Vay unveils ‘teledriving’ technology

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The German developer of remotely piloted mobility solutions Vay is hoping to become the first company with a driverless, certified commercial mobility service operating on public streets in Europe.

“Our advanced technology enables a person (the ‘teledriver’) to remotely drive a vehicle (‘teledriving’). This allows for a safe and timely rollout of driverless mobility services that users and cities trust as a human is still in full control,” said Vay co-founder and CEO Thomas von der Ohe.

It plans to commence operations as early as 2022, putting its ‘teledrivers’ at the steering wheel of vehicles in metropolitan areas. Vay’s fleet of vehicles is already operating with safety drivers across all of Berlin today, and recent technological and regulatory advancements will allow it to remove the safety driver from vehicles next year.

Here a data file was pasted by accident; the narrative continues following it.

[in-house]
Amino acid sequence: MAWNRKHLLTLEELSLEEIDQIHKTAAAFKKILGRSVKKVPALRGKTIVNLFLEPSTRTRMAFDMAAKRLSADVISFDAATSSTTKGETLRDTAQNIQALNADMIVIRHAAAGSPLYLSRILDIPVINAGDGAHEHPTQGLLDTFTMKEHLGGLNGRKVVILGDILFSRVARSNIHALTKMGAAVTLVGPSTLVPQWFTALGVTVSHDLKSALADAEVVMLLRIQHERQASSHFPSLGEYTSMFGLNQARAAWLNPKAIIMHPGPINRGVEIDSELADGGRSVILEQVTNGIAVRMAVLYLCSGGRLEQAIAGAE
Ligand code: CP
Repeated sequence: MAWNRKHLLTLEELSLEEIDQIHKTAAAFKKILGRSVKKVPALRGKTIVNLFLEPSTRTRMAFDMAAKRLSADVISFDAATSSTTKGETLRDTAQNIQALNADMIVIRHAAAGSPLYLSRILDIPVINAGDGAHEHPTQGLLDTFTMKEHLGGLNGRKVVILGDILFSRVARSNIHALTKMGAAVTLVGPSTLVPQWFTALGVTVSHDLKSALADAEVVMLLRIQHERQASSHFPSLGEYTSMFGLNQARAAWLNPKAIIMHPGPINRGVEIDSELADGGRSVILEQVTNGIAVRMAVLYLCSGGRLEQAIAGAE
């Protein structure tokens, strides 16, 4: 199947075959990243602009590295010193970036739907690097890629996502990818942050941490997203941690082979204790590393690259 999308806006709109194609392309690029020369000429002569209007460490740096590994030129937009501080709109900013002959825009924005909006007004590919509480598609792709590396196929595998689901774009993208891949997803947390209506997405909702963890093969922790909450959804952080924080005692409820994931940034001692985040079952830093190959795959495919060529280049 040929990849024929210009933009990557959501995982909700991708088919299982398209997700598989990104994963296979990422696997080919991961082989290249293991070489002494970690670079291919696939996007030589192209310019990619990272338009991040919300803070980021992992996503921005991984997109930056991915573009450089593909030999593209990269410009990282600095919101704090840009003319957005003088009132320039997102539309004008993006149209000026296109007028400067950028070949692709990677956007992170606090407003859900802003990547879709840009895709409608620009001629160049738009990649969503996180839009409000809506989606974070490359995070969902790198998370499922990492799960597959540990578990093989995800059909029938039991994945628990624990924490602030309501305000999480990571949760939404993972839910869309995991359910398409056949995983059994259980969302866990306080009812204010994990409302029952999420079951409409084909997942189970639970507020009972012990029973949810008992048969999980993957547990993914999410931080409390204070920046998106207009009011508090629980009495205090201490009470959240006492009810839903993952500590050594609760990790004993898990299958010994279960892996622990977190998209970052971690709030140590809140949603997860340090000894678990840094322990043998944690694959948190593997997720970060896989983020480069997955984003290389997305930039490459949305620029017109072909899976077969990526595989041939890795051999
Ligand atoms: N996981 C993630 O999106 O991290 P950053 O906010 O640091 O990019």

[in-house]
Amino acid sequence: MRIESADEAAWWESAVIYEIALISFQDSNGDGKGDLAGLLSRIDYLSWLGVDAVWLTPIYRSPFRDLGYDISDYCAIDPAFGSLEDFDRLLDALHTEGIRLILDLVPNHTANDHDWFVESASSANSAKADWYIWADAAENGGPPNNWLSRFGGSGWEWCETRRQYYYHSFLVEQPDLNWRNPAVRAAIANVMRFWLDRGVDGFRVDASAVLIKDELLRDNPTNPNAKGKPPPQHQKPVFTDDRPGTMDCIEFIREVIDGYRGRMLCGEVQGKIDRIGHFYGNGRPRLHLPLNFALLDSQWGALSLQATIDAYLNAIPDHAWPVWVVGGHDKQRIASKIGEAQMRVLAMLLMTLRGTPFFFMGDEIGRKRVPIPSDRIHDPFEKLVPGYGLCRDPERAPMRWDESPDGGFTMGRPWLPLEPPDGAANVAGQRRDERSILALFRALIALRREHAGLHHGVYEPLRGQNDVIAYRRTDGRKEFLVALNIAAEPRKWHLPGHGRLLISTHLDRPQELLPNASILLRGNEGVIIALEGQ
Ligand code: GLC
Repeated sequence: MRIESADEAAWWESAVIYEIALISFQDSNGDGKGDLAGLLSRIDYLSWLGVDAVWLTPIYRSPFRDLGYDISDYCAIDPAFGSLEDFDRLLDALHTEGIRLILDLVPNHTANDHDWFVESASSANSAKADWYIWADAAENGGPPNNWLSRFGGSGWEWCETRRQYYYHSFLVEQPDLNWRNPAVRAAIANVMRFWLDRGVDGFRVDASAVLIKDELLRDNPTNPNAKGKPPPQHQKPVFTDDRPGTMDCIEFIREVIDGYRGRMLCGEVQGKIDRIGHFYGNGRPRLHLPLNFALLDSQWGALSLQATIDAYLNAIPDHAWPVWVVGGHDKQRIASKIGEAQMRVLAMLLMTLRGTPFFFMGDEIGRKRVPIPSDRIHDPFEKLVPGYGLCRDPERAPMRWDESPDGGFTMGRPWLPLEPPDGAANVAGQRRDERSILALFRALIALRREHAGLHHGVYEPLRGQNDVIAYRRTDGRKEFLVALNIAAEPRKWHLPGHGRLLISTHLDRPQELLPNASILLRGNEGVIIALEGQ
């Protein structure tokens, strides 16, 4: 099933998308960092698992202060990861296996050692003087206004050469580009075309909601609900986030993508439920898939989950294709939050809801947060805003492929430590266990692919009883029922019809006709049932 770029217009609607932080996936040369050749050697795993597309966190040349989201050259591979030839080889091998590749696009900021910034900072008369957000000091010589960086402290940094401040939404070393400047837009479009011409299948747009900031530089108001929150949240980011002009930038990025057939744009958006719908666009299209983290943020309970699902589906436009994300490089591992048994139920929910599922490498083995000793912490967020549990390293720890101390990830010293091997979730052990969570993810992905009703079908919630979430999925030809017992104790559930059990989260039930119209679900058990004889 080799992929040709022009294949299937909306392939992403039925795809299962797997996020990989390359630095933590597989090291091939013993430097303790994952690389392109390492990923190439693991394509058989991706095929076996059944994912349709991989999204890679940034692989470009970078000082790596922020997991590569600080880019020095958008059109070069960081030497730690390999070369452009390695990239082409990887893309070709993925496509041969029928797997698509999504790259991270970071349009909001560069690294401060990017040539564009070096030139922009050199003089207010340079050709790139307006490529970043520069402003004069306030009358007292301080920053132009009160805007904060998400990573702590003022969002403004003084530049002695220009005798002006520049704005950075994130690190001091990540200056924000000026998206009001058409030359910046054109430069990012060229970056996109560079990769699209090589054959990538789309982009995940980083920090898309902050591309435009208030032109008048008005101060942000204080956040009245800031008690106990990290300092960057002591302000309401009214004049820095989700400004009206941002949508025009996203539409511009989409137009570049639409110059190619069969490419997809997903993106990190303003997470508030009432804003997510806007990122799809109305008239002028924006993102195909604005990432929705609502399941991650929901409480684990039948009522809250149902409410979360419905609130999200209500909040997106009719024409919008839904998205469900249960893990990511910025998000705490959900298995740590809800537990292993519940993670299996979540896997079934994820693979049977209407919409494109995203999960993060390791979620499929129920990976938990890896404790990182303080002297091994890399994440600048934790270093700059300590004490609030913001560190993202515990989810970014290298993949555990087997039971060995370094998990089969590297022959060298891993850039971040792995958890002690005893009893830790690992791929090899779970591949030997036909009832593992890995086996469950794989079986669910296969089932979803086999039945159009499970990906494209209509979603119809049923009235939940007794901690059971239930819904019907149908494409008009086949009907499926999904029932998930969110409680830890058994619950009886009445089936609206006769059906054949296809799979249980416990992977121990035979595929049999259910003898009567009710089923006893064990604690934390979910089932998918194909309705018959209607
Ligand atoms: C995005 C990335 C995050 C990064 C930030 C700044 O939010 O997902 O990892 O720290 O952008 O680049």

The company says its system is designed to be safer than conventional driving by controlling the top four causes of fatal urban accidents: speeding, intoxication, distraction and fatigue. In addition, when compared with conventional driving from within a car, the teledrivers have augmented skills, including 360° blindspot-free vision.

“As our system does not rely on expensive 360° lidar sensors, and is therefore comparatively inexpensive, our way of rolling out driverless vehicles will not only enable consumers to experience driverless mobility sooner, but also provide a highly scalable solution that can be integrated into every car. Having spent six years in Silicon Valley, we are now eager to build a global, first-of-its kind, deep-tech company from Europe”, noted von der Ohe.

Vay plans to offer a door-to-door transportation service where users can order a car, then drive themselves to their destination. Upon arrival they will be able to leave the car without having to park it. The company suggests its technology can be applied to many other use cases, ranging from ride hailing to ridesharing, from parcel to food delivery, from buses to trucks, and from mining to construction machinery.

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Lawrence has been covering engineering subjects – with a focus on motorsport technology – since 2007 and has edited and contributed to a variety of international titles. Currently, he oversees Automotive Powertrain Technology and Professional Motorsport World magazines as editor.

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